In order to confront the great injustices of this world, we must first root ourselves in satyagraha, or, truth firmness. That is, in order to move outwards to change the world we must first know what we ourselves believe.
… Read the rest
Psychopathic personalities are some of the most memorable characters portrayed in popular media today. These characters, like Patrick Bateman from American Psycho, Frank Abagnale Jr. from Catch Me If You Can and Alex from A Clockwork Orange, are typically depicted as charming, intriguing, dishonest, guiltless, and in some cases, downright terrifying.
But scientific research suggests that psychopathy is a personality disorder that is widely misunderstood.”Psychopathy tends to be used as a label for people we do not like, cannot understand, or construe as evil,” notes Jennifer Skeem, Professor of Psychology and Social Behavior at the University of California, Irvine. Skeem, Devon Polaschek of Victoria University of Wellington, Christopher Patrick of Florida State University, and Scott Lilienfeld of Emory University are the authors of a new monograph focused on understanding the psychopathic personality that will appear in the December issue of Psychological Science in the Public Interest, a journal of the Association for Psychological Science.
The less people know about important complex issues such as the economy, energy consumption and the environment, the more they want to avoid becoming well-informed, according to new research published by the American Psychological Association.
And the more urgent the issue, the more people want to remain unaware, according to a paper published online in APA’s Journal of Personality and Social Psychology.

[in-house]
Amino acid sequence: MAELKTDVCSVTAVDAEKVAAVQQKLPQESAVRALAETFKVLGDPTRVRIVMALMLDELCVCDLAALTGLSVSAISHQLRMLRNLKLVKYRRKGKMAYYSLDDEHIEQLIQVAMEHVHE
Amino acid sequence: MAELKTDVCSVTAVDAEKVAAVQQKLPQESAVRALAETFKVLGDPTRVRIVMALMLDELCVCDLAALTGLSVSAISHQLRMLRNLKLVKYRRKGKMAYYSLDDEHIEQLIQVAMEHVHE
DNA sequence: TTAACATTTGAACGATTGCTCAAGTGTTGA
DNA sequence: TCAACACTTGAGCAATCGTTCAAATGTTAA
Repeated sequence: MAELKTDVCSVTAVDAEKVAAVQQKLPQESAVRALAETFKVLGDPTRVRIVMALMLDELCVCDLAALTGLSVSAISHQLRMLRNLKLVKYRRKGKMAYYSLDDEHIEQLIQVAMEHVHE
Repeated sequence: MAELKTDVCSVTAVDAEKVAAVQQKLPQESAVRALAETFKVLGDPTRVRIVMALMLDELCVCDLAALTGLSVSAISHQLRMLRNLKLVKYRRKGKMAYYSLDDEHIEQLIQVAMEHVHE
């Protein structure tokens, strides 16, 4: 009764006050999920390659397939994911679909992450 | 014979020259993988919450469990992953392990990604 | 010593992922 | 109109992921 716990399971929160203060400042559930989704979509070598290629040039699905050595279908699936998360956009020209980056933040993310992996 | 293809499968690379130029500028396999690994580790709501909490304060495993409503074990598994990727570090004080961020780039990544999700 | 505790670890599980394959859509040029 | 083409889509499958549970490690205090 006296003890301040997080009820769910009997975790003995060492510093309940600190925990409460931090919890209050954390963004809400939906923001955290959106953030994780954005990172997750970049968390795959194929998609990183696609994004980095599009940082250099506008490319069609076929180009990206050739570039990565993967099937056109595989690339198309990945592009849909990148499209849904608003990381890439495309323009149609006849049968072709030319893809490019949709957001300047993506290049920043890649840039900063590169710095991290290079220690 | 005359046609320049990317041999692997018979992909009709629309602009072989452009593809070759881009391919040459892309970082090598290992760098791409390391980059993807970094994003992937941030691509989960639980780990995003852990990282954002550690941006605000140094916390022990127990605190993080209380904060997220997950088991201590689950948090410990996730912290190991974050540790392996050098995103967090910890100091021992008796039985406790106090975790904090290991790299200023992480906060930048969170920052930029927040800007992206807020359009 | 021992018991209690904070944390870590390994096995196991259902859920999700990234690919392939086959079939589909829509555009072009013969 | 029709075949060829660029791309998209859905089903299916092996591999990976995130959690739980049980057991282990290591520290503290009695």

“These studies were designed to help understand the so-called ‘ignorance is bliss’ approach to social issues,” said author Steven Shepherd, a graduate student with the University of Waterloo in Ontario. “The findings can assist educators in addressing significant barriers to getting people involved and engaged in social issues.”
Through a series of five studies conducted in 2010 and 2011 with 511 adults in the United States and Canada, the researchers described “a chain reaction from ignorance about a subject to dependence on and trust in the government to deal with the issue.”
Via Modern Mythology:
In “Is Myth Dead?” in The Immanence of Myth, I talked about some of the misconceptions that exist between what falls under the purview of science, and what belongs instead to myth, or as it is more commonly known, narrative. And it is a direct result of misconceptions discussed there that we see a constant glut of so-called “science” articles making claims such as “neuro scientists say that evil no longer exists,” (Slate article) or “neuroscience versus philosophy, taking aim at free well.” (Nature.com article). Let me use these two articles as an example of what is actually an epidemic issue that needs immediate and complete overhaul.
The Slate article is considerably more egregious than the latter, as it presents a singular interpretation as the only possible answer to a very complicated question that has challenged the best humans minds throughout our sordid history.… Read the rest